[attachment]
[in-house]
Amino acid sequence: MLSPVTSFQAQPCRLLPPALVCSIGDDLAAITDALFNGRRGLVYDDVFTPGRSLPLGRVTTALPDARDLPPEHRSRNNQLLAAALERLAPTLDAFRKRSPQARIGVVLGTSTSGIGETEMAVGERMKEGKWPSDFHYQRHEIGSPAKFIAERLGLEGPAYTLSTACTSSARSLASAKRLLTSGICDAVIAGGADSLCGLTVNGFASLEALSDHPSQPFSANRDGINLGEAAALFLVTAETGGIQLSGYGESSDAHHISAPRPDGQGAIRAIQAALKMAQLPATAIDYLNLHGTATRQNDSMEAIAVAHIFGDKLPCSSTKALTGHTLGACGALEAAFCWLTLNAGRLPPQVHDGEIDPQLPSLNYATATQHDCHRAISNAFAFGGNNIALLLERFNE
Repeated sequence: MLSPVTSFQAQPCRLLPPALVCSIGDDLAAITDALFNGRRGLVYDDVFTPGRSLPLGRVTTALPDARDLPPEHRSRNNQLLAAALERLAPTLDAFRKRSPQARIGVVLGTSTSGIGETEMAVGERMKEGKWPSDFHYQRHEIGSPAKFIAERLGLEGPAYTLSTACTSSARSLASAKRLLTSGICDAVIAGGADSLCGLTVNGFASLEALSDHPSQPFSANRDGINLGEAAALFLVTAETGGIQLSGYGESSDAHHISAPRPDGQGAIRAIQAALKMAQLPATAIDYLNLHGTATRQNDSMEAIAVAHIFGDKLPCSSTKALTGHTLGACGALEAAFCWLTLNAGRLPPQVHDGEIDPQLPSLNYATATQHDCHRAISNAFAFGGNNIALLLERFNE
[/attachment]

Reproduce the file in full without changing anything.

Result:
[in-house]
Amino acid sequence: MLSPVTSFQAQPCRLLPPALVCSIGDDLAAITDALFNGRRGLVYDDVFTPGRSLPLGRVTTALPDARDLPPEHRSRNNQLLAAALERLAPTLDAFRKRSPQARIGVVLGTSTSGIGETEMAVGERMKEGKWPSDFHYQRHEIGSPAKFIAERLGLEGPAYTLSTACTSSARSLASAKRLLTSGICDAVIAGGADSLCGLTVNGFASLEALSDHPSQPFSANRDGINLGEAAALFLVTAETGGIQLSGYGESSDAHHISAPRPDGQGAIRAIQAALKMAQLPATAIDYLNLHGTATRQNDSMEAIAVAHIFGDKLPCSSTKALTGHTLGACGALEAAFCWLTLNAGRLPPQVHDGEIDPQLPSLNYATATQHDCHRAISNAFAFGGNNIALLLERFNE
Repeated sequence: MLSPVTSFQAQPCRLLPPALVCSIGDDLAAITDALFNGRRGLVYDDVFTPGRSLPLGRVTTALPDARDLPPEHRSRNNQLLAAALERLAPTLDAFRKRSPQARIGVVLGTSTSGIGETEMAVGERMKEGKWPSDFHYQRHEIGSPAKFIAERLGLEGPAYTLSTACTSSARSLASAKRLLTSGICDAVIAGGADSLCGLTVNGFASLEALSDHPSQPFSANRDGINLGEAAALFLVTAETGGIQLSGYGESSDAHHISAPRPDGQGAIRAIQAALKMAQLPATAIDYLNLHGTATRQNDSMEAIAVAHIFGDKLPCSSTKALTGHTLGACGALEAAFCWLTLNAGRLPPQVHDGEIDPQLPSLNYATATQHDCHRAISNAFAFGGNNIALLLERFNE